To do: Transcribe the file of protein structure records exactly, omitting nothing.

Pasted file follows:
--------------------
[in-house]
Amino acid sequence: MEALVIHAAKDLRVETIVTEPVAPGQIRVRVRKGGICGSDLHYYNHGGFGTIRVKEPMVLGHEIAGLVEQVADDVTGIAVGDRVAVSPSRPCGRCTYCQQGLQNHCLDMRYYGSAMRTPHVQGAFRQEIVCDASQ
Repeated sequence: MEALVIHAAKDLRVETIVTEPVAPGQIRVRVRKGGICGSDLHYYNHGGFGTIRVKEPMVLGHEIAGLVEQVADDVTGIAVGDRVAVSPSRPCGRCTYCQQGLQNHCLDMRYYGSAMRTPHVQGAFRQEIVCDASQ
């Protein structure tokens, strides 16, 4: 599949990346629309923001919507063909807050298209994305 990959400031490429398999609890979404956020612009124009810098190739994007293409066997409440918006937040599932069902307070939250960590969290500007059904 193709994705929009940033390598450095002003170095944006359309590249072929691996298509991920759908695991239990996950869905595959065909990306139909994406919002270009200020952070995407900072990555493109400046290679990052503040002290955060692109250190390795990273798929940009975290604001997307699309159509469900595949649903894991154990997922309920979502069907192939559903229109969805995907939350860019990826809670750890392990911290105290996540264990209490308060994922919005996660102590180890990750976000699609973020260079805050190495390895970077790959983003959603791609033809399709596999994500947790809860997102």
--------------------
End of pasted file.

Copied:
[in-house]
Amino acid sequence: MEALVIHAAKDLRVETIVTEPVAPGQIRVRVRKGGICGSDLHYYNHGGFGTIRVKEPMVLGHEIAGLVEQVADDVTGIAVGDRVAVSPSRPCGRCTYCQQGLQNHCLDMRYYGSAMRTPHVQGAFRQEIVCDASQ
Repeated sequence: MEALVIHAAKDLRVETIVTEPVAPGQIRVRVRKGGICGSDLHYYNHGGFGTIRVKEPMVLGHEIAGLVEQVADDVTGIAVGDRVAVSPSRPCGRCTYCQQGLQNHCLDMRYYGSAMRTPHVQGAFRQEIVCDASQ
């Protein structure tokens, strides 16, 4: 599949990346629309923001919507063909807050298209994305 990959400031490429398999609890979404956020612009124009810098190739994007293409066997409440918006937040599932069902307070939250960590969290500007059904 193709994705929009940033390598450095002003170095944006359309590249072929691996298509991920759908695991239990996950869905595959065909990306139909994406919002270009200020952070995407900072990555493109400046290679990052503040002290955060692109250190390795990273798929940009975290604001997307699309159509469900595949649903894991154990997922309920979502069907192939559903229109969805995907939350860019990826809670750890392990911290105290996540264990209490308060994922919005996660102590180890990750976000699609973020260079805050190495390895970077790959983003959603791609033809399709596999994500947790809860997102």